We often underestimate the importance of emotions in our lives. Our sustained focus on IQ and the role it plays in an individual’s success forces us to believe that it is the only mandatory requirement for success. However, one often underestimated aspect of success is the role played by Emotional Intelligence. One of the many examples that prove the importance of Emotional Intelligence over IQ is of our politicians who are often accused of not having the desired levels of education. However, despite all their criticism, they manage to get the support of millions of people in the country because of their ability to control their own emotions and the understanding of emotions of millions of other people throughout the country.
The introduction of the concept of Emotional Intelligence solved the puzzle that had been troubling a large population for years how is it that people having average IQ outperform those with the higher IQ 70% of the time. This anomaly proved wrong the people who had always assumed that the sole source of success was IQ. Decades of research now point to Emotional Intelligence as the critical factor that sets star performers apart from the rest of the pack. Emotional Intelligence affects how we manage behaviour, navigate social complexities, and make personal decisions that achieve positive results for us. It determines our behaviour in the face of adversity. Our capability of looking forward and taking out positives from even the most difficult situations sets us apart from our contemporaries. This is a common trait in most successful people.
Such traits were evident in Alexander Graham Bell as well. His mother was almost deaf, and his father taught elocution to the deaf, which influenced his later career choice as a teacher of the deaf. He displayed immense emotional strength to ensure that the gap left by his parents in his life does not become a deciding factor. Instead, his mother is said to be one of the inspirations behind his invention of the hearing aid. Yet, the one thing that he is most famous for is his invention of the telephone. But just inventing it did not mean that it turned into an overnight success. In August 1876, Bell was able to conduct a demonstration of his telephone by using two telegraph offices that were five miles apart. Using only the existing telegraph lines, Bell was able to conduct the world’s first phone call that left the audience amazed. Later that year, Bell and his financial backers offered to sell the patent for the telephone to Western Union, but it dismissed the telephone as a useless toy that would never amount to anything. That inspired Bell and his partners to keep the telephone patent for themselves, and the rest, as they say, is history.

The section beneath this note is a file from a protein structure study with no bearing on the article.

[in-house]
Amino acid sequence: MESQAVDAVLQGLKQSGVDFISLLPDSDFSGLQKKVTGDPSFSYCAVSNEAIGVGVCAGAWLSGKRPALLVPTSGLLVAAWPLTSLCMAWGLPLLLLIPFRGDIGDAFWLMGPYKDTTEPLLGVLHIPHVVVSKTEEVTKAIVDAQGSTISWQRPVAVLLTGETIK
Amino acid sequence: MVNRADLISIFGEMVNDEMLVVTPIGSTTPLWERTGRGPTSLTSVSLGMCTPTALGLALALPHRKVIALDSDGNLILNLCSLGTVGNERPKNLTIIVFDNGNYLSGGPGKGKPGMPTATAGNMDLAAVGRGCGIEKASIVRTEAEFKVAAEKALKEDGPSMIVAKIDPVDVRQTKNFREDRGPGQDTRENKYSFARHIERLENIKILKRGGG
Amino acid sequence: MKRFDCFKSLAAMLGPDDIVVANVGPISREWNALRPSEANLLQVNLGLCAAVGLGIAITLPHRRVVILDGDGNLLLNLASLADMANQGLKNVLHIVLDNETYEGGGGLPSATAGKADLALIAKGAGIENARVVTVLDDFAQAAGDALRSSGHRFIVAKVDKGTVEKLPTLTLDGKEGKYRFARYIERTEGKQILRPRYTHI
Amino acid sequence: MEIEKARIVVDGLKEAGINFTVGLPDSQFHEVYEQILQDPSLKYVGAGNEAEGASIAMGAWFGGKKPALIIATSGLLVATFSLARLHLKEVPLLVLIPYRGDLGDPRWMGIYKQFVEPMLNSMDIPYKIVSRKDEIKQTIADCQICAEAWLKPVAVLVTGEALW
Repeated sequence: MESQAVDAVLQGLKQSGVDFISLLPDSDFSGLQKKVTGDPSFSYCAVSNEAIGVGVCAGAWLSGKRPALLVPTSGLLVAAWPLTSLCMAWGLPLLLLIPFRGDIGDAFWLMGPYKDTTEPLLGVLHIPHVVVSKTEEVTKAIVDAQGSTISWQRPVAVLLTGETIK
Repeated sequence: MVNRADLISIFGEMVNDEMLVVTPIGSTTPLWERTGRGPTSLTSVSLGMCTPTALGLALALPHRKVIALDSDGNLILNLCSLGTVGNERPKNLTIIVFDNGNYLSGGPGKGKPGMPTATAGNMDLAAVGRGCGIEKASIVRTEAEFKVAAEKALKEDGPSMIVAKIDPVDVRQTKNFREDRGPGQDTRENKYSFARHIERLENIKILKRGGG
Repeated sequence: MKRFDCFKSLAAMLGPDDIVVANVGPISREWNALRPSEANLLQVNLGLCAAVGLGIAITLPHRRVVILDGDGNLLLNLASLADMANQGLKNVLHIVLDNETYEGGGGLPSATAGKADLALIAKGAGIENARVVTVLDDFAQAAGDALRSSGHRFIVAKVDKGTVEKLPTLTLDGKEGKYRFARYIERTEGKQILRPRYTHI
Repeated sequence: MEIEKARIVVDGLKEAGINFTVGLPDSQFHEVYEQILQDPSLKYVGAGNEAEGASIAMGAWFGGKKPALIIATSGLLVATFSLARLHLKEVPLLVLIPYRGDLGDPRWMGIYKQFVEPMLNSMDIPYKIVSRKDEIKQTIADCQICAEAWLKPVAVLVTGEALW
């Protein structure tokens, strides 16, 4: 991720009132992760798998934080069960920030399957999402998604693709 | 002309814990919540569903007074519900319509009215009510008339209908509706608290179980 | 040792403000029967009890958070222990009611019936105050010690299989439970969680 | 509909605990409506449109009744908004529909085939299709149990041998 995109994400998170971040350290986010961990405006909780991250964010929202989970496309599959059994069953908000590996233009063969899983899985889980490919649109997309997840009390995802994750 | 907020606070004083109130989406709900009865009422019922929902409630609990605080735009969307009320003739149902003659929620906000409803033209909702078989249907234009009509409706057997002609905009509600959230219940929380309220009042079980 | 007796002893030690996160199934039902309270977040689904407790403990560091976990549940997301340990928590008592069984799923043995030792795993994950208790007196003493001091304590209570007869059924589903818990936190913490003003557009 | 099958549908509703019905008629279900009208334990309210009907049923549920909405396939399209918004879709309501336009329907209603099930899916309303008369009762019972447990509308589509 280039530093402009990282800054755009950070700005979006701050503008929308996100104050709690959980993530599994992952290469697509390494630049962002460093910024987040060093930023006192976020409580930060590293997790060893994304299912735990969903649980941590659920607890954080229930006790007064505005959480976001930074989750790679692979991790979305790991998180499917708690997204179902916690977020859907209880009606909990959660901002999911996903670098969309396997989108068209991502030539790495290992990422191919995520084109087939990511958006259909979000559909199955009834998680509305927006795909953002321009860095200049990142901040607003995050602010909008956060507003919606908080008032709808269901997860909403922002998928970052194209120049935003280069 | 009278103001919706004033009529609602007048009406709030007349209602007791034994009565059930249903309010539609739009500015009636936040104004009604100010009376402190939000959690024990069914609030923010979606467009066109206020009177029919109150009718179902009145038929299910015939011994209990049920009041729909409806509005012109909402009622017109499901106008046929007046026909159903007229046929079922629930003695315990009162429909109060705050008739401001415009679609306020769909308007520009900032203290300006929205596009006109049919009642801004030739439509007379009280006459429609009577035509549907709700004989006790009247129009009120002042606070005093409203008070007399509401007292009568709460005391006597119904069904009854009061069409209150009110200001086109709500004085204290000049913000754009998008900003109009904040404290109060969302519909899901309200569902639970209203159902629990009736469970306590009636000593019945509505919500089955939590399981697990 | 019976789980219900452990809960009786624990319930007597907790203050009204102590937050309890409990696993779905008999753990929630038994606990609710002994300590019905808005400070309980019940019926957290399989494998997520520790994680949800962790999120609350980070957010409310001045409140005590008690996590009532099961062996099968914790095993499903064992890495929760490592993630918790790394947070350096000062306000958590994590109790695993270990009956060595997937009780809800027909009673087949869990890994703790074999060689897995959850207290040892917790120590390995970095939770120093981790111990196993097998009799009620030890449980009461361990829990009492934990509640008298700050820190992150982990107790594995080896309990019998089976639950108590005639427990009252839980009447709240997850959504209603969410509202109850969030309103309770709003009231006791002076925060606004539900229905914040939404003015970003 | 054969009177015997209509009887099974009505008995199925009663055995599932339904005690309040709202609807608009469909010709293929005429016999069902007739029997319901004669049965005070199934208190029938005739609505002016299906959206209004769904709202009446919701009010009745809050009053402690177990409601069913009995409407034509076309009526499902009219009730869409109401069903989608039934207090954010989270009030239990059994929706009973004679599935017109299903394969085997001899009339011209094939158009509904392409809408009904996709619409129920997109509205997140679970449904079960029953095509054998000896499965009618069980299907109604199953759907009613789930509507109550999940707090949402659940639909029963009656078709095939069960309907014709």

Bell’s emotional strength ensured that he was not affected by the initial dissuasions that he had to face for his experiments. Till now, there is no known and certain connection between IQ and emotional intelligence; you simply cannot predict emotional intelligence based on how smart someone is. Thus, it is not necessary that good performance in exams would essentially lead you to becoming a stronger personality or vice versa. There have been multiple instances when extremely talented individuals have lost track of their lives just because they could not handle the situation that they were up against. People spend months and years building their emotional strength and all of it comes handy when they are put in a situation where they have to face failure or rejection. Rising after a failure is as much a matter of emotional strength as it is of a person’s aptitude. Your ability to learn, to retain and to respond to the challenges posed in the recruitment processes is determined by your emotional capabilities which are built over the years. This is the same reason why people respond differently to same situations. While failure can shatter a person into pieces, the same failure can make someone else determined enough to give his strongest shot possible in the next attempt. The choice of how you want to use your emotions is up to you.
(Surendra Kumar Sachdeva)